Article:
Over my 27 years in service to Denton and his business, I became more deeply impressed with the tender and sincere heart of this dear man. His integrity and open heart had made him a very well-loved community figure. So many families in our Battle Ground, Washington area knew that Denton Harlan always had their best needs at heart. And, on more than one occasion, I saw Denton use his myriad of talents to meet those needs. One instance really stood out to me. A family had lost their dear father who was an avid hunter. They wanted to somehow carry a memento of their dearly departed daddy. Here’s what Denton did for them to meet their need. Denton had purchased a World War II era metal lathe that had originally been used at the Boeing Aircraft Plant in Seattle, Washington. This amazing funeral home director/craftsman took some brass rod stock and “turned” it in his lathe to create these handsome bullet-looking key rings. The center of each “bullet” had been drilled out to make a core. A brass, threaded cap was also created for each key-ring that even had little rubber “O-rings” to make the “bullet” air tight when the cap was screwed into place. Their father had been cremated, so Denton poured some of the father’s ashes into each key-ring and sealed it shut. The family members were just thrilled that Denton had found a way for them to “take Daddy with them” wherever they went as a memento of his love and the life that he had lived.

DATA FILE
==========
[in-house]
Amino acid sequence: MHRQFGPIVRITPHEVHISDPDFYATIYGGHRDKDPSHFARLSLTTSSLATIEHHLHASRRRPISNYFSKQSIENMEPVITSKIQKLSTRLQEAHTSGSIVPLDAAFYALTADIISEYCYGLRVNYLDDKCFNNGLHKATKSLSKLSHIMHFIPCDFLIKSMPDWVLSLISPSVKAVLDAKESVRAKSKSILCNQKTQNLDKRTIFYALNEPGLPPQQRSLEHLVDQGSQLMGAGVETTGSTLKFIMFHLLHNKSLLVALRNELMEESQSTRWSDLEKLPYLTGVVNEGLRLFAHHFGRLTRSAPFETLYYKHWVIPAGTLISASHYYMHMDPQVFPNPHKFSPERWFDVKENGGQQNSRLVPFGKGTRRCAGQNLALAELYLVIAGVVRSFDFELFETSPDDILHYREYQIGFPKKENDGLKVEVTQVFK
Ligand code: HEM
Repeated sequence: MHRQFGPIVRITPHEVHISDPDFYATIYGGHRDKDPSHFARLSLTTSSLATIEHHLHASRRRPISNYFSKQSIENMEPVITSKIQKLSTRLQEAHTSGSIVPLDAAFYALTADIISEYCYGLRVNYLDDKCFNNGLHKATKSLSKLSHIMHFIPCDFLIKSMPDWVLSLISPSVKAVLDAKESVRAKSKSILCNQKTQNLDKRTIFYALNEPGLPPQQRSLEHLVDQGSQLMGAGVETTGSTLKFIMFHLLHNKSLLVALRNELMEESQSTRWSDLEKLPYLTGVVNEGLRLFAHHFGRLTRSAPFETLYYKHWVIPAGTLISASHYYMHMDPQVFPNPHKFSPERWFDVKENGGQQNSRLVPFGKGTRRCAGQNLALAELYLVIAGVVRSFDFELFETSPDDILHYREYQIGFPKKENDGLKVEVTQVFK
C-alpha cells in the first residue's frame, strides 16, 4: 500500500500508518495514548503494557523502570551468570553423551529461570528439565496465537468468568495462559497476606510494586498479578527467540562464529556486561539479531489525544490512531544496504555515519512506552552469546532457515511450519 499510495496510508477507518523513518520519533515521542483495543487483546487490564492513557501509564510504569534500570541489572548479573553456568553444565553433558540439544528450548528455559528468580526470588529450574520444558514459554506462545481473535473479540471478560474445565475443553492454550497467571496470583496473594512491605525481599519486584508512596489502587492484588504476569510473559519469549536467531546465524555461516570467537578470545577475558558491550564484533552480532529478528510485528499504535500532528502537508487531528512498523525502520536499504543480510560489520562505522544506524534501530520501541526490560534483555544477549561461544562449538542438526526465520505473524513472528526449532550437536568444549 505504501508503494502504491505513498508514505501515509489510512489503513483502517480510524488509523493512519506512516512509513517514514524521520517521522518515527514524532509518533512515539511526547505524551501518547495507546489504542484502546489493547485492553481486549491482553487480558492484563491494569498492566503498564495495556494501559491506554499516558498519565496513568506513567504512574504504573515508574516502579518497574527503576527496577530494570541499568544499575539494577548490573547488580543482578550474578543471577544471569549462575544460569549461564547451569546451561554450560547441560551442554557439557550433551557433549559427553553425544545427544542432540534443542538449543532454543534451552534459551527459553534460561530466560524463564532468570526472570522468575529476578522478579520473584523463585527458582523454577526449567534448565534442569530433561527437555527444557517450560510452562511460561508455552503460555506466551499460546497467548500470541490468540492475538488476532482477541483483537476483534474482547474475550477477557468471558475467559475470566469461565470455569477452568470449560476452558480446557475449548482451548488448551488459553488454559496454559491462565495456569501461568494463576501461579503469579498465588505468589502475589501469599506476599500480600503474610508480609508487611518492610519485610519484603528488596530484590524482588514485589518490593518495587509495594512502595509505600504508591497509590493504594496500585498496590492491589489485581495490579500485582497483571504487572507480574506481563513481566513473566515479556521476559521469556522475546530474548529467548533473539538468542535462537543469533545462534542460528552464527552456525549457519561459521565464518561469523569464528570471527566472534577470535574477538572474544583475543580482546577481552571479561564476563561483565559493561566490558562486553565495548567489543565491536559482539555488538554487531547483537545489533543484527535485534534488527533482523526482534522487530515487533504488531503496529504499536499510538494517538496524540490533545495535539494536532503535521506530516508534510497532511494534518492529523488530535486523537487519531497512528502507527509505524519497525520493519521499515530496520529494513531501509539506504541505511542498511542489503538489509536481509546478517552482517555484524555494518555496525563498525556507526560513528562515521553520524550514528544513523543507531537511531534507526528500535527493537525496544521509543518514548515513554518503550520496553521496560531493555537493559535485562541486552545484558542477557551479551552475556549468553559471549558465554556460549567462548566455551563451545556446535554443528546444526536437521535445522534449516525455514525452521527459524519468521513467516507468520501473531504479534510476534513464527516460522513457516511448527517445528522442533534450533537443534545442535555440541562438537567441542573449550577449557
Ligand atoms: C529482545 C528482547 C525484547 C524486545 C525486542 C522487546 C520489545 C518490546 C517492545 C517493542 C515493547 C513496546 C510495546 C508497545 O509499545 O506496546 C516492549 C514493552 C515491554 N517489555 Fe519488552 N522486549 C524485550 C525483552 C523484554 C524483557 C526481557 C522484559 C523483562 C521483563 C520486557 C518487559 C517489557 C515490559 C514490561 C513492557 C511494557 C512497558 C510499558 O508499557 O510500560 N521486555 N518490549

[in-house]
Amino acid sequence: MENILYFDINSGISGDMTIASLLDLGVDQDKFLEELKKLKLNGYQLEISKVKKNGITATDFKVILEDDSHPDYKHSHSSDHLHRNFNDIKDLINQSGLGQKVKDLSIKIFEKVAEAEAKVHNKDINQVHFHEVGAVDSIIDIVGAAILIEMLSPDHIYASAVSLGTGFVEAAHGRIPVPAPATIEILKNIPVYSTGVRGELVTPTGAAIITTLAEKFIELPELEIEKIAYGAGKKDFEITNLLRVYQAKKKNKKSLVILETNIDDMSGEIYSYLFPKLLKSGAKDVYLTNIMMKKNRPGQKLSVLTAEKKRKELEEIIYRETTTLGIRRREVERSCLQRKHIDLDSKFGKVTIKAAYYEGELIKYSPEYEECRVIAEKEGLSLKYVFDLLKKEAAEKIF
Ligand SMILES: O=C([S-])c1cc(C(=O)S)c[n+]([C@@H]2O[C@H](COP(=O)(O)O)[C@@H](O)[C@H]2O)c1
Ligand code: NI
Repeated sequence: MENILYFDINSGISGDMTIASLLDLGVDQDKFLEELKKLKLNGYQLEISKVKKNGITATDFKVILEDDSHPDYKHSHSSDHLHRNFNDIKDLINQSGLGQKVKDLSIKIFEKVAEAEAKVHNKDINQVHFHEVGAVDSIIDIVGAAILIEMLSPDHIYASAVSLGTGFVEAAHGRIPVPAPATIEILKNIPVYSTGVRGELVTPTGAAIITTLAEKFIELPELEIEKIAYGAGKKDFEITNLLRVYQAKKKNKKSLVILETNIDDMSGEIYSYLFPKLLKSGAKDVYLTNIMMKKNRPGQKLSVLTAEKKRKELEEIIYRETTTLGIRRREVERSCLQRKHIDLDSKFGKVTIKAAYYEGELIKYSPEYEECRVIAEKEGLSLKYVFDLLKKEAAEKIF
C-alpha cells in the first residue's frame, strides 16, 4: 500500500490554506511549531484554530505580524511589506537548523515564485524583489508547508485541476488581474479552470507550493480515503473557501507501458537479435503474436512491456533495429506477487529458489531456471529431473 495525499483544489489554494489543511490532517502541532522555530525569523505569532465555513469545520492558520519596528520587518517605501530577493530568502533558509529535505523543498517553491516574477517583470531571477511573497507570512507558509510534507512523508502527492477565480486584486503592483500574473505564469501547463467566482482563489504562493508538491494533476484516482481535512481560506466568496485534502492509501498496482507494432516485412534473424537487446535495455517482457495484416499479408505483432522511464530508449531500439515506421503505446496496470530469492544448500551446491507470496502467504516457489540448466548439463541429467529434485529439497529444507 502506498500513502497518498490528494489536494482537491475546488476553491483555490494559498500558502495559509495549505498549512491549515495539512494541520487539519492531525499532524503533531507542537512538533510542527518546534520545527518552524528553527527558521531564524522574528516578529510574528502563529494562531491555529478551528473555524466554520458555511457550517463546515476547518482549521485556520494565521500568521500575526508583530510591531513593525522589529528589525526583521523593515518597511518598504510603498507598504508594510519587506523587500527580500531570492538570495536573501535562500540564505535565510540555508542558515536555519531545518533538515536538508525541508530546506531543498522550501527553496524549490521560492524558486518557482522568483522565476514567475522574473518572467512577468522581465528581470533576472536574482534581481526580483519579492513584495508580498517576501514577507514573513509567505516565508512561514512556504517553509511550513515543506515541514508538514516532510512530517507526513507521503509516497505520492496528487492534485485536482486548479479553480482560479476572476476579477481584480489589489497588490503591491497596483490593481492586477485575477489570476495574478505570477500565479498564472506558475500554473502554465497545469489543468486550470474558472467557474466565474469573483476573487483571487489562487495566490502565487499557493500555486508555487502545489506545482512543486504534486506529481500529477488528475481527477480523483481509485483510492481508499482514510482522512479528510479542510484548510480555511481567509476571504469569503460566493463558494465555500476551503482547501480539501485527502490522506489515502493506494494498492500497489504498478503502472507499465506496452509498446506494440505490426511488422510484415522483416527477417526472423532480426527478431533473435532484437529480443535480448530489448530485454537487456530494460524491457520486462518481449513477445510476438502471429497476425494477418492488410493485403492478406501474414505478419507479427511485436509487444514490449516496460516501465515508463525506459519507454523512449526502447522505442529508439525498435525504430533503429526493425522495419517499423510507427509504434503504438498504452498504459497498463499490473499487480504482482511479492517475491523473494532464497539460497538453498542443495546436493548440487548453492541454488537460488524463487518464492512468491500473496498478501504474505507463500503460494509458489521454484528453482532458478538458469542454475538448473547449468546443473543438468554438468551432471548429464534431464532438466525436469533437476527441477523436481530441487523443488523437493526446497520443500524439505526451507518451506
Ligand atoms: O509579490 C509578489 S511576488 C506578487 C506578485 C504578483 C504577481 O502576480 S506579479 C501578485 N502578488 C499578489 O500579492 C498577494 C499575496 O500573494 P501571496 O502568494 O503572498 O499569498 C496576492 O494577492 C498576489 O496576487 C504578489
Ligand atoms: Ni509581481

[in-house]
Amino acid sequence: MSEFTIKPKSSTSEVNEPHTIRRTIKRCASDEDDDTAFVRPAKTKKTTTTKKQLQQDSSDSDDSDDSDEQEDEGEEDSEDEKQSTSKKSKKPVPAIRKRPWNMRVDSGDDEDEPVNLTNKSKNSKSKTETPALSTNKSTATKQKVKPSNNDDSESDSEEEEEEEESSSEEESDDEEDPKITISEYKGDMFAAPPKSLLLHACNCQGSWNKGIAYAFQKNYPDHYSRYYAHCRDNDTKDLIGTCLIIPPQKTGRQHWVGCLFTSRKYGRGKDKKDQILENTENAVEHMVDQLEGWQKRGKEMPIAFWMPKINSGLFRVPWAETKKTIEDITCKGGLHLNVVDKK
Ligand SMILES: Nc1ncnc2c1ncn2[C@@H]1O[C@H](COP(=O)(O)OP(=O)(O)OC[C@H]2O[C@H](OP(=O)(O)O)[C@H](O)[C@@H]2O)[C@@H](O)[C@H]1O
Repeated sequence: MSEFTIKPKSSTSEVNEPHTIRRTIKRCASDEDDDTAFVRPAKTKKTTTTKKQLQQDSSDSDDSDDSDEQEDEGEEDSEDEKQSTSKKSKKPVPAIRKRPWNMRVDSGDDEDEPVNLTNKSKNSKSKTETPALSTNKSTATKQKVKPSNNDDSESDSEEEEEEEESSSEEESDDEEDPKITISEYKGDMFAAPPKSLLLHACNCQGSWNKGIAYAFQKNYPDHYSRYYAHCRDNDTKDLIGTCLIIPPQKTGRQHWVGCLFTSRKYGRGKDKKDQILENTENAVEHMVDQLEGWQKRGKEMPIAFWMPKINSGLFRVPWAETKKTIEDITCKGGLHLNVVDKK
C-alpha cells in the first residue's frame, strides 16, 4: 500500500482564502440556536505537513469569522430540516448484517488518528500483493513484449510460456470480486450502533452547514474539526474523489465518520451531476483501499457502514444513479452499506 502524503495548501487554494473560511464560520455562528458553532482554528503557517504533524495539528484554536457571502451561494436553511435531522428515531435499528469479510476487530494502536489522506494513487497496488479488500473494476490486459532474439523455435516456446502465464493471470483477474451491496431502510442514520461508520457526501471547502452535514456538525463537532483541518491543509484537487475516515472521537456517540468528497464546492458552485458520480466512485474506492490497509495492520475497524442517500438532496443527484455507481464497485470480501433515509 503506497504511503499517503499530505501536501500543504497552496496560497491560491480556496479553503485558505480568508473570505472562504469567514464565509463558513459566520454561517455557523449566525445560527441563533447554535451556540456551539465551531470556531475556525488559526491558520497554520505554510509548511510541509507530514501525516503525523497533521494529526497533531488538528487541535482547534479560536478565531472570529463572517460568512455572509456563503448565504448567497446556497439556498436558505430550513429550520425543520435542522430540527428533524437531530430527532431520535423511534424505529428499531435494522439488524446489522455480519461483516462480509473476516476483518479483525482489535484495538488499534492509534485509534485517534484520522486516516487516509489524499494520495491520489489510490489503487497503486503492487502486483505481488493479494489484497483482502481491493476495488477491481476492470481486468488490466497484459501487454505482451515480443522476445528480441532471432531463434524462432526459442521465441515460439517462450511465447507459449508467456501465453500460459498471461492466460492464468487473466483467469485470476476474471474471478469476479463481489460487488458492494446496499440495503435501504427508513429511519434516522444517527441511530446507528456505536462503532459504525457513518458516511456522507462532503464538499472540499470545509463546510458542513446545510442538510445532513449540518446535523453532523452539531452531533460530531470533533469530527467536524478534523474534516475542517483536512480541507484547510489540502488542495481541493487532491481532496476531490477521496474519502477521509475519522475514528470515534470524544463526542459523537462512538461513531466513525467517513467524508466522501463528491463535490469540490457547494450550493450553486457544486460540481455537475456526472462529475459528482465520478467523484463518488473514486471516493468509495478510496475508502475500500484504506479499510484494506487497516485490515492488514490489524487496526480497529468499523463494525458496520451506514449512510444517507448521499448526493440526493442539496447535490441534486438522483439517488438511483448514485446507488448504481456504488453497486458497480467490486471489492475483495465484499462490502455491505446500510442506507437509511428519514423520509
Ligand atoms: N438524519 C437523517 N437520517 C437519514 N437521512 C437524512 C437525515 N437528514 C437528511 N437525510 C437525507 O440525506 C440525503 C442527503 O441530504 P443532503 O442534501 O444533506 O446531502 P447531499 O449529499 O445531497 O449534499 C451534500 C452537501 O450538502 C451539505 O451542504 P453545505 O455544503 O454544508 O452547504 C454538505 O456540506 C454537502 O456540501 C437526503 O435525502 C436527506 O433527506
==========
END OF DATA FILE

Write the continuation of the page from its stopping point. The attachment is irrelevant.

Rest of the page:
Whether I cleaned his place of business, washed his many vehicles, sang at funerals, helped usher funerals, or whatever service I could offer……….I was more than happy to be a brother in the Lord, and a friend of Denton Harlan who has always been a blessing to this Norwegian Farmer’s Son.

Vol.2..Norwegian Farmer’s Son..January 26th